Current household entertainment systems are advanced beyond anything we could dream of ten years ago. Reasonably priced flat screen TVs are so big that if you saw a tube TV that size in a store during the 90s it would have been downright silly. Add to that the addition of surround sound HD audio, quality digital instead of analogue signal and gaming consoles that do more than just play games, and you can see why getting that cinema feel at home is just as much an entertainment experience as the film you’re watching itself.
Along with this the industry has shifted further towards digital media to go with trends and demands, and why shouldn’t we be allowed to use online streaming and watch our own stored media file through our living rooms for an enhanced viewing experience with ease?
Home Entertainment Networking
There’s plenty of items popping up on the market for home entertainment networking, but an all round winner has yet to have been established. There’s so many codecs and formats in various qualities for digital media, and most devices haven’t got the software to deal with everything. Chances are if you are downloading a lot of films you will come across formats not supported like AVI, M4A or even the MP4 music format (which is shocking how many devices do not have the Operating System to play considering how popular iTunes is).
Because of these reasons almost every device on the market has some negative points, and it’s hard to comment on which one works best beyond personal preference. This can be a setback to someone on a budget for splashing out on a home entertainment network device that might not be the right one for them. Luckily there are methods to play your computer files and stream via your TV that are cheap and easy. All it involves is some electrical items you probably already own and a small investment on cables and/or hard drives.
You see, rather than networking your computer to the television via wireless, why not do it manually? Okay it’s slightly less flashy having to run to the PC and transfer your media on a USB stick instead of accessing it on a network by pressing a button, but it’s just as effective. Most modern LCD and LED TVs come with their own USB port and media players built in. If you have a slightly older model with no built in media player, Blu Ray players with USB ports can be picked up for as little as £60 for a respected brand, it’s just a matter of buying the one that supports the formats you need (which is usually written in the description on the box or the website). Simply plug the drive device with the files you want to play into the USB port and you’re good to go.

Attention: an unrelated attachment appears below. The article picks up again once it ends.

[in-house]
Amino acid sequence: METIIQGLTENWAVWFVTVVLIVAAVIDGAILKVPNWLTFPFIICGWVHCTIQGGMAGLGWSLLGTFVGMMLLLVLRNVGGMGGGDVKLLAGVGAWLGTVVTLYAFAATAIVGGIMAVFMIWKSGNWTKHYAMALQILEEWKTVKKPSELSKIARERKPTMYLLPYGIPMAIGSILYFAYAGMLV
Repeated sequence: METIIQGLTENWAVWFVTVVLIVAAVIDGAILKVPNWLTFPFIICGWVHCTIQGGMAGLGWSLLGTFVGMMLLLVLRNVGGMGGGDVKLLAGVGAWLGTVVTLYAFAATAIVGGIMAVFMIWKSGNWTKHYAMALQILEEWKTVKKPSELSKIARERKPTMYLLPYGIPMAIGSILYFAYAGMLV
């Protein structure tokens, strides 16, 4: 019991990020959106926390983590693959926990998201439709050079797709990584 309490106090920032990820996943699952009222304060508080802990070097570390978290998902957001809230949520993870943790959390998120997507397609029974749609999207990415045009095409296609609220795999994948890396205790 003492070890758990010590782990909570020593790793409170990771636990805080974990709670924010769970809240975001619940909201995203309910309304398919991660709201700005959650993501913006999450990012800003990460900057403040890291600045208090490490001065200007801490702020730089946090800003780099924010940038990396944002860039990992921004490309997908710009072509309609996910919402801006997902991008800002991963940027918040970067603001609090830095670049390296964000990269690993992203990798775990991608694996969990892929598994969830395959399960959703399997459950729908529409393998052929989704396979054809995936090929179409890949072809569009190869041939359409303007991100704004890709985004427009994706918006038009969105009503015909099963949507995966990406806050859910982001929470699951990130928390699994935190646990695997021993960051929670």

Home Entertainment Networking with External Devices
If you want to go that step further and be slightly more practical, you can splash out a little more on an external hard drive (you can easily find a large enough drive for under £50 in today’s market) and keep it attached to the TV. If you keep updating and adding media by transferring new files over from your computer regularly, you can create your own media storage library for yourself and the family to view whenever they please. So long as your files are in HD and you are using HD quality digital cables, you’ll be able to watch them in full definition.
Another method which has the added bonus of streaming is use your TV as a computer. Whether you choose to buy one new or use your current model in up to you. My personal suggestion would be a netbook with HDMI out which you can pick up for a few hundred pounds. For the last few years almost every TV has been built with a VGA and HDMI port. Obviously using HDMI is going to look better as it is a digital signal, but analogue VGA on some newer computers can still send out a 1080 resolution. It’ll still look good, but not quite as good as HDMI. Using a HDMI cable will also give you the advantage of sending an audio signal with the video video thus saving messing around with audio wiring and jack leads.
Some TVs and external devices have streaming services like Youtube, Lovefilm and iPlayer included now for use connected to the internet, but typing in the search function with a TV remote is a a long and frustrating process. The bonus of having a keyboard and being able to view streaming sites in a web browser makes navigation much easier. Add to that the storage on the hard drive and you have a media library, streaming and full internet access all from the comfort of your sofa!
The two examples above should be considered as advice and not exact guidelines to follow. Every household uses different brands or models of technology, and without suggesting specific items or being aware of what you already own it’s hard to write a step-by-step guide on what tools would benefit and fulfill your needs. The best thing to do is take a look at your current setup and act on where to go from there with some quick Googling or advice in your local electrical store.
John Hale is an engineer for Connect Data. He specialises in network cabling for local businesses and schools. He is an avid film fan and believes a quality entertainment system is the key to being the social hub when it comes to screening the Boxing or the Football for your friends.